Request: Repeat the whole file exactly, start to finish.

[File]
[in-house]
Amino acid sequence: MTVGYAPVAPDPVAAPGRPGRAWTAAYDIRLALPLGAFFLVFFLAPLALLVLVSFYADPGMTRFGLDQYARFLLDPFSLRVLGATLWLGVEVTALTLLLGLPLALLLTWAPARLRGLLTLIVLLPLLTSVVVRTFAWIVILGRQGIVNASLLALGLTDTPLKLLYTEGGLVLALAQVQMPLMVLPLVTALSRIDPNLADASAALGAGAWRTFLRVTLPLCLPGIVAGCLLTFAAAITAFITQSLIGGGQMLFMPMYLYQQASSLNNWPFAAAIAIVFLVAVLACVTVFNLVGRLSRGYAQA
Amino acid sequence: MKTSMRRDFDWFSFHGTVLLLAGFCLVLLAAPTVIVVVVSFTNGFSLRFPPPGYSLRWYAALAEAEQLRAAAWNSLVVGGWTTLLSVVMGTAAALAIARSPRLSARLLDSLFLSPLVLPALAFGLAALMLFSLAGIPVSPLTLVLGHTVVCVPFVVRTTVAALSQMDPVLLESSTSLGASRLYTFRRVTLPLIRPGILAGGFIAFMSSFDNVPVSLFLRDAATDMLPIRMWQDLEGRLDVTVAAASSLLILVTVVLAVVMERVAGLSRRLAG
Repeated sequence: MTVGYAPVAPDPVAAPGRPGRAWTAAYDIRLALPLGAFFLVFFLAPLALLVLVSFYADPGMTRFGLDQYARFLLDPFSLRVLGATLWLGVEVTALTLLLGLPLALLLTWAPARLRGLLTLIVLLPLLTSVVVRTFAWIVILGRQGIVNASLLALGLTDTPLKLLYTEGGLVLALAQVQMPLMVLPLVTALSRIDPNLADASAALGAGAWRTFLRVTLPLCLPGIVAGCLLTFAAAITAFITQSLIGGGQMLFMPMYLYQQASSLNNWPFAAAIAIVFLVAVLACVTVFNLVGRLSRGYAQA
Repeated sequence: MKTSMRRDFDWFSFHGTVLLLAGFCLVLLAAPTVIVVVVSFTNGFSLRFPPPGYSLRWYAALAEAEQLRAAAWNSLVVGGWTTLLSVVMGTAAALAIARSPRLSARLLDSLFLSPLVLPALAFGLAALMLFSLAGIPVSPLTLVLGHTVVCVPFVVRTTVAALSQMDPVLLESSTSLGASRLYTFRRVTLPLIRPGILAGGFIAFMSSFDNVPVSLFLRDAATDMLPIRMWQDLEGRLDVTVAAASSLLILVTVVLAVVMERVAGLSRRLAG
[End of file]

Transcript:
[in-house]
Amino acid sequence: MTVGYAPVAPDPVAAPGRPGRAWTAAYDIRLALPLGAFFLVFFLAPLALLVLVSFYADPGMTRFGLDQYARFLLDPFSLRVLGATLWLGVEVTALTLLLGLPLALLLTWAPARLRGLLTLIVLLPLLTSVVVRTFAWIVILGRQGIVNASLLALGLTDTPLKLLYTEGGLVLALAQVQMPLMVLPLVTALSRIDPNLADASAALGAGAWRTFLRVTLPLCLPGIVAGCLLTFAAAITAFITQSLIGGGQMLFMPMYLYQQASSLNNWPFAAAIAIVFLVAVLACVTVFNLVGRLSRGYAQA
Amino acid sequence: MKTSMRRDFDWFSFHGTVLLLAGFCLVLLAAPTVIVVVVSFTNGFSLRFPPPGYSLRWYAALAEAEQLRAAAWNSLVVGGWTTLLSVVMGTAAALAIARSPRLSARLLDSLFLSPLVLPALAFGLAALMLFSLAGIPVSPLTLVLGHTVVCVPFVVRTTVAALSQMDPVLLESSTSLGASRLYTFRRVTLPLIRPGILAGGFIAFMSSFDNVPVSLFLRDAATDMLPIRMWQDLEGRLDVTVAAASSLLILVTVVLAVVMERVAGLSRRLAG
Repeated sequence: MTVGYAPVAPDPVAAPGRPGRAWTAAYDIRLALPLGAFFLVFFLAPLALLVLVSFYADPGMTRFGLDQYARFLLDPFSLRVLGATLWLGVEVTALTLLLGLPLALLLTWAPARLRGLLTLIVLLPLLTSVVVRTFAWIVILGRQGIVNASLLALGLTDTPLKLLYTEGGLVLALAQVQMPLMVLPLVTALSRIDPNLADASAALGAGAWRTFLRVTLPLCLPGIVAGCLLTFAAAITAFITQSLIGGGQMLFMPMYLYQQASSLNNWPFAAAIAIVFLVAVLACVTVFNLVGRLSRGYAQA
Repeated sequence: MKTSMRRDFDWFSFHGTVLLLAGFCLVLLAAPTVIVVVVSFTNGFSLRFPPPGYSLRWYAALAEAEQLRAAAWNSLVVGGWTTLLSVVMGTAAALAIARSPRLSARLLDSLFLSPLVLPALAFGLAALMLFSLAGIPVSPLTLVLGHTVVCVPFVVRTTVAALSQMDPVLLESSTSLGASRLYTFRRVTLPLIRPGILAGGFIAFMSSFDNVPVSLFLRDAATDMLPIRMWQDLEGRLDVTVAAASSLLILVTVVLAVVMERVAGLSRRLAG